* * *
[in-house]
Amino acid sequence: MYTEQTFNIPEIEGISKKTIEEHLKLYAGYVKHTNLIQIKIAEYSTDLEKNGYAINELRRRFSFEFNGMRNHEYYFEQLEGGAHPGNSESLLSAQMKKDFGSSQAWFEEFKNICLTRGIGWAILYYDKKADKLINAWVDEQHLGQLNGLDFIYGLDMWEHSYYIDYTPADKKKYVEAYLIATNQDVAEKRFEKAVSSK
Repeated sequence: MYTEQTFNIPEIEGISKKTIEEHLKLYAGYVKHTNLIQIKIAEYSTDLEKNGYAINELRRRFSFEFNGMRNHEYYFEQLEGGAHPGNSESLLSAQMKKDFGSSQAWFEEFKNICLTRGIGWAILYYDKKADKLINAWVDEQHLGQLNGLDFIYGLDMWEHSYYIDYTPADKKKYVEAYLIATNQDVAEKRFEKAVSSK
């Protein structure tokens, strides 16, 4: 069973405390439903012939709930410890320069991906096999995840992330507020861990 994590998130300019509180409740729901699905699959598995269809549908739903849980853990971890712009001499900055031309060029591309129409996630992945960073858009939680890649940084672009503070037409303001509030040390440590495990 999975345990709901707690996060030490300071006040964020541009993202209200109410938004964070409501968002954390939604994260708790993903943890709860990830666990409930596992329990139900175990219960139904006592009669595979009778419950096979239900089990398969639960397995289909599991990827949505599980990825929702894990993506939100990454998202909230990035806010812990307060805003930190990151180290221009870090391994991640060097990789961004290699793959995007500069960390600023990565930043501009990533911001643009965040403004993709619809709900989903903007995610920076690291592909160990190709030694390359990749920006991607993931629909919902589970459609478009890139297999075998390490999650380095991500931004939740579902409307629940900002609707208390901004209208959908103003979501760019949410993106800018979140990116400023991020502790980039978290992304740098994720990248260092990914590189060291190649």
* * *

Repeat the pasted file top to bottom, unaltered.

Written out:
[in-house]
Amino acid sequence: MYTEQTFNIPEIEGISKKTIEEHLKLYAGYVKHTNLIQIKIAEYSTDLEKNGYAINELRRRFSFEFNGMRNHEYYFEQLEGGAHPGNSESLLSAQMKKDFGSSQAWFEEFKNICLTRGIGWAILYYDKKADKLINAWVDEQHLGQLNGLDFIYGLDMWEHSYYIDYTPADKKKYVEAYLIATNQDVAEKRFEKAVSSK
Repeated sequence: MYTEQTFNIPEIEGISKKTIEEHLKLYAGYVKHTNLIQIKIAEYSTDLEKNGYAINELRRRFSFEFNGMRNHEYYFEQLEGGAHPGNSESLLSAQMKKDFGSSQAWFEEFKNICLTRGIGWAILYYDKKADKLINAWVDEQHLGQLNGLDFIYGLDMWEHSYYIDYTPADKKKYVEAYLIATNQDVAEKRFEKAVSSK
């Protein structure tokens, strides 16, 4: 069973405390439903012939709930410890320069991906096999995840992330507020861990 994590998130300019509180409740729901699905699959598995269809549908739903849980853990971890712009001499900055031309060029591309129409996630992945960073858009939680890649940084672009503070037409303001509030040390440590495990 999975345990709901707690996060030490300071006040964020541009993202209200109410938004964070409501968002954390939604994260708790993903943890709860990830666990409930596992329990139900175990219960139904006592009669595979009778419950096979239900089990398969639960397995289909599991990827949505599980990825929702894990993506939100990454998202909230990035806010812990307060805003930190990151180290221009870090391994991640060097990789961004290699793959995007500069960390600023990565930043501009990533911001643009965040403004993709619809709900989903903007995610920076690291592909160990190709030694390359990749920006991607993931629909919902589970459609478009890139297999075998390490999650380095991500931004939740579902409307629940900002609707208390901004209208959908103003979501760019949410993106800018979140990116400023991020502790980039978290992304740098994720990248260092990914590189060291190649």